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For Developers, Headaches from Apple’s New Location Warnings

Before Apple pushed out its iOS 8 update, developers at fitness app RunKeeper faced a tough choice. Unless they changed their app, people would be asked if the app could track their location even when they weren't using it—which could prompt them to opt out.

“It sounds like a confusing and almost nefarious thing,” says Max Freiert, the company’s director of product. He says the company wanted permission to use that location data in case it wanted to offer features like notifications when a person attends a workout in the same places as their friends.

RunKeeper decided to change how the product worked. It now asks users for their location data only when they are using the app. “We were frustrated that we had to make this change,” says Mr. Freiert, although he says he understands why Apple changed its privacy options.

Apple’s new iOS 8 operating system gives users more choices about when apps can track their locations, a feature that helps protect user data. But it has also left developers—and some of Apple’s competitors—scrambling to figure out how to prevent more people from restricting their location data.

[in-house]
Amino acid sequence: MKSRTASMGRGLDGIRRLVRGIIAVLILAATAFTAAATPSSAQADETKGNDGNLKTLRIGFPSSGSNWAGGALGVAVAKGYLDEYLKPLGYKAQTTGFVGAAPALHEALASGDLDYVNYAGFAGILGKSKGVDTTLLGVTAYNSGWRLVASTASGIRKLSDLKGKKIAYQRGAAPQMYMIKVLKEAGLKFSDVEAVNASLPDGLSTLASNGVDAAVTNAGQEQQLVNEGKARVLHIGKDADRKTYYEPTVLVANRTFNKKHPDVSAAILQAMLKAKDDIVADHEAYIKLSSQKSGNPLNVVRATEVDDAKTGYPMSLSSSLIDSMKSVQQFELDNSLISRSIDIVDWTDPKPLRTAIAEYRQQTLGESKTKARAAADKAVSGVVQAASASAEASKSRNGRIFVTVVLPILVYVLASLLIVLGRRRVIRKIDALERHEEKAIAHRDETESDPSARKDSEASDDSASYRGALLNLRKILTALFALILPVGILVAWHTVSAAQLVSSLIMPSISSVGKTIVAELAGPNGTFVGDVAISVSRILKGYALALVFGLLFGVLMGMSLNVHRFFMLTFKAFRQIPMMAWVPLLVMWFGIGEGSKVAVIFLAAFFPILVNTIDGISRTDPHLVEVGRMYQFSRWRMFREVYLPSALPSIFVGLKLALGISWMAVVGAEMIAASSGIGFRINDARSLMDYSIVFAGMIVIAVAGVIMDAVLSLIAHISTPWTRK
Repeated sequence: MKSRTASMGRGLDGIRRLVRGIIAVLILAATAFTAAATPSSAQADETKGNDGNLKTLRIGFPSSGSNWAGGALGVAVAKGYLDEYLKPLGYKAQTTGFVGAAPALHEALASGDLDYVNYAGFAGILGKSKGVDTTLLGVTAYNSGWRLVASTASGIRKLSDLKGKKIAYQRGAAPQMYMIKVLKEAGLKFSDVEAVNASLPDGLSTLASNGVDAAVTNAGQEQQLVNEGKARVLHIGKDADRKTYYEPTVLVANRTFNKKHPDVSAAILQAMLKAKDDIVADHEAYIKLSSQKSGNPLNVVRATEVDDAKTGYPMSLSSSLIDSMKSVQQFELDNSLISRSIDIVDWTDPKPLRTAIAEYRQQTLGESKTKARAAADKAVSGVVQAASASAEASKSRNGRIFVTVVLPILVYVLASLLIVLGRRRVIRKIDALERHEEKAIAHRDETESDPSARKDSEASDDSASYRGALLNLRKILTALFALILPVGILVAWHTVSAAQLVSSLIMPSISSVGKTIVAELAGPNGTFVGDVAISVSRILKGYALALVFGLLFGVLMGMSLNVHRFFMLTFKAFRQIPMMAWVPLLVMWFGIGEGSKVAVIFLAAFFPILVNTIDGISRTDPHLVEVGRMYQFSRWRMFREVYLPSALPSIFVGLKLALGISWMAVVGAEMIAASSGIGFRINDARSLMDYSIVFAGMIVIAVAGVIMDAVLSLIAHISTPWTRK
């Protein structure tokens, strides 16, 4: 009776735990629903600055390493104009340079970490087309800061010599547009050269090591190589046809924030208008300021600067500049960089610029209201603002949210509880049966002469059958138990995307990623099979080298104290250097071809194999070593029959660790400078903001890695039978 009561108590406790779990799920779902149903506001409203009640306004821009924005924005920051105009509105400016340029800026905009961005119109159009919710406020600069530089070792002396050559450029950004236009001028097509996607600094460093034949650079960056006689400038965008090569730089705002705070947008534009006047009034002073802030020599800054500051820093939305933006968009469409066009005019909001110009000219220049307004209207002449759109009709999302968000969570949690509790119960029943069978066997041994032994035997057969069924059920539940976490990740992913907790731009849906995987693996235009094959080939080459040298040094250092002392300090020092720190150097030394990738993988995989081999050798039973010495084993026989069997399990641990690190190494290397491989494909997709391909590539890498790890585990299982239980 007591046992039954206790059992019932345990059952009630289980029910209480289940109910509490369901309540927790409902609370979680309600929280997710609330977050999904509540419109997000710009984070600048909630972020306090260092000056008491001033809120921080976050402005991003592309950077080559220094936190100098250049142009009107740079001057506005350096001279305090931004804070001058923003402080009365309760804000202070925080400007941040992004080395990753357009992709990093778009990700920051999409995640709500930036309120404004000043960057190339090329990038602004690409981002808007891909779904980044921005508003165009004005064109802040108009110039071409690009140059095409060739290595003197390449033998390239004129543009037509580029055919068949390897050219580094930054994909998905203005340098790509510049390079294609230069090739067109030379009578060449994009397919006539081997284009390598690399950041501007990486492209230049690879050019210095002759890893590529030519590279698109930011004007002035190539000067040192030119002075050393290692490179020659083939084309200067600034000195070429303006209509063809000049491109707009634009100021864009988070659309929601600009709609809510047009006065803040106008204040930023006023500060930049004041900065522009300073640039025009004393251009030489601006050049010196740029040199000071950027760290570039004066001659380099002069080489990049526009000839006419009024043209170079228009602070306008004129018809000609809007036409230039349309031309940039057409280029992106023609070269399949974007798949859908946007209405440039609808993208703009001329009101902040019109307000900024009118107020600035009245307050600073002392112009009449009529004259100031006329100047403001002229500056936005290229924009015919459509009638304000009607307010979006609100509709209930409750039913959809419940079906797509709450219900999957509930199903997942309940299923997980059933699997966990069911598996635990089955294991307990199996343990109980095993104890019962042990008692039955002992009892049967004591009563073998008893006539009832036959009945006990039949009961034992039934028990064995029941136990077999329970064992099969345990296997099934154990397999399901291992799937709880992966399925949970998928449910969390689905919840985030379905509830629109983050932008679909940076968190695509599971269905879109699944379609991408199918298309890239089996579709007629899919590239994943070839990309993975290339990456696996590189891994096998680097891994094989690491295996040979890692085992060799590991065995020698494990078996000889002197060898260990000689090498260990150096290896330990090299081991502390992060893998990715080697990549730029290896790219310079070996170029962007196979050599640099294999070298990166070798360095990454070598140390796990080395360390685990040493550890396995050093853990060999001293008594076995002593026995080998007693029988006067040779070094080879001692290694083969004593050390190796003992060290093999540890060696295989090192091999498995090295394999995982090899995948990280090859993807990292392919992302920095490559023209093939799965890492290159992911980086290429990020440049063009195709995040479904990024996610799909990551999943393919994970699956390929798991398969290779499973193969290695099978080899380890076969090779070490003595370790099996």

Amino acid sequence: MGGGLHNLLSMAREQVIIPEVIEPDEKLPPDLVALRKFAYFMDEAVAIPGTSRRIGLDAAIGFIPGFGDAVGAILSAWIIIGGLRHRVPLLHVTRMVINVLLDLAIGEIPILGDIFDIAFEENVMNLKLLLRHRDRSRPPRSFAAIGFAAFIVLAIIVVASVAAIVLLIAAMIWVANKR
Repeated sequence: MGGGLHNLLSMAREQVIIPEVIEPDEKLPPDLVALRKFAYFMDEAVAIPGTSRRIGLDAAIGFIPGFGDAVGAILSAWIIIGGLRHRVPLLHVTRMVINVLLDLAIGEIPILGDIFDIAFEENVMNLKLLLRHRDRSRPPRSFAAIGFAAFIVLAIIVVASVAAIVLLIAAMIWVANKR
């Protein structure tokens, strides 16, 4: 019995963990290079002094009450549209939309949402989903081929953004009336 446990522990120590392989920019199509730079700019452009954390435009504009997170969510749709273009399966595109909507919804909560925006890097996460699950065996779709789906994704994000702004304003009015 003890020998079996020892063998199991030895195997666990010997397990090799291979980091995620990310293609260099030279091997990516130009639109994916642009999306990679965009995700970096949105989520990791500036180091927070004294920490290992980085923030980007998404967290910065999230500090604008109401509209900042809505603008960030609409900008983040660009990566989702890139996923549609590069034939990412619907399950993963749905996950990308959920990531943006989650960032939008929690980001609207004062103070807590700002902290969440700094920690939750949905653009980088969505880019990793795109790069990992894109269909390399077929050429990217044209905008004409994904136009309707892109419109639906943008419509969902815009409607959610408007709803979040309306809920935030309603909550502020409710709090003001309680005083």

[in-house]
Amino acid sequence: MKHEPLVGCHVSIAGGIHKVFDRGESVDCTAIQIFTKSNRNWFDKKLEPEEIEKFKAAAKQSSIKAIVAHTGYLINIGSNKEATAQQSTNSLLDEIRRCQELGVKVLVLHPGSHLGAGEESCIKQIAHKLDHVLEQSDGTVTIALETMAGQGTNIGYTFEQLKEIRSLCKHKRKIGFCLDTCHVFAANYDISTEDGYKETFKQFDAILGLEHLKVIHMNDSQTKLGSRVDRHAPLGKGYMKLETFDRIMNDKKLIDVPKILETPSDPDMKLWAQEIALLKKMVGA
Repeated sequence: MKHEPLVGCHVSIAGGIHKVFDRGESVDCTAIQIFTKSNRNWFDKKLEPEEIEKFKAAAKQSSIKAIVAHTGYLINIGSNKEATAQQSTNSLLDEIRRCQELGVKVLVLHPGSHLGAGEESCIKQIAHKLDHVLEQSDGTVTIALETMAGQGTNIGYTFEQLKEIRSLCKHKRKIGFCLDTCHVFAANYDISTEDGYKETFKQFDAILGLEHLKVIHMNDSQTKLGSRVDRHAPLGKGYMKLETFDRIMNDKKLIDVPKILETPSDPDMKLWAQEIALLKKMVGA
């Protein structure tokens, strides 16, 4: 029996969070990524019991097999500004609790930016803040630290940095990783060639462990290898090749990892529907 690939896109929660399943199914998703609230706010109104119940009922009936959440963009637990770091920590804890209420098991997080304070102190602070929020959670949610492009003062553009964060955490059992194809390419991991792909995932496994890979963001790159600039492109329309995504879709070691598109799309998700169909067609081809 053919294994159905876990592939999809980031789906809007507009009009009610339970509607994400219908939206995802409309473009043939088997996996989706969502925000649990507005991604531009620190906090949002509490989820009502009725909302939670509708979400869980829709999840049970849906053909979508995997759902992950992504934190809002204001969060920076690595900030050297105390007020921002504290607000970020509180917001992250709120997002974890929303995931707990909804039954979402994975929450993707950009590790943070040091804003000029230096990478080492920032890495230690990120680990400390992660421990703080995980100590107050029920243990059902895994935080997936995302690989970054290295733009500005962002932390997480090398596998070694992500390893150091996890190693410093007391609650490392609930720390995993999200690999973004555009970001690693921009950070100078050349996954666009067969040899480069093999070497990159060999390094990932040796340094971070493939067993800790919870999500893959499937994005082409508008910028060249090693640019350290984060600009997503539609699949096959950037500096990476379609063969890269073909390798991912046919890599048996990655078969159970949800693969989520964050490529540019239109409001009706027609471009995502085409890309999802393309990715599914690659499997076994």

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Dhruv Chopra, who makes the location-tracking app Route Tracker, said that the prompts could ensure apps aren’t used for nefarious purposes. “We've run into cases where people were tricked into being tracked by a jealous spouse or not-so-good friend,” he said in an email. “This would definitely prevent misuse.”

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Apple isn’t providing the same level of warning around its own apps. For instance, when Google Maps is using location data without being open, a banner flashes: “Google maps is using your location.” For Apple Maps, the message is friendlier: “Touch to return to navigation.”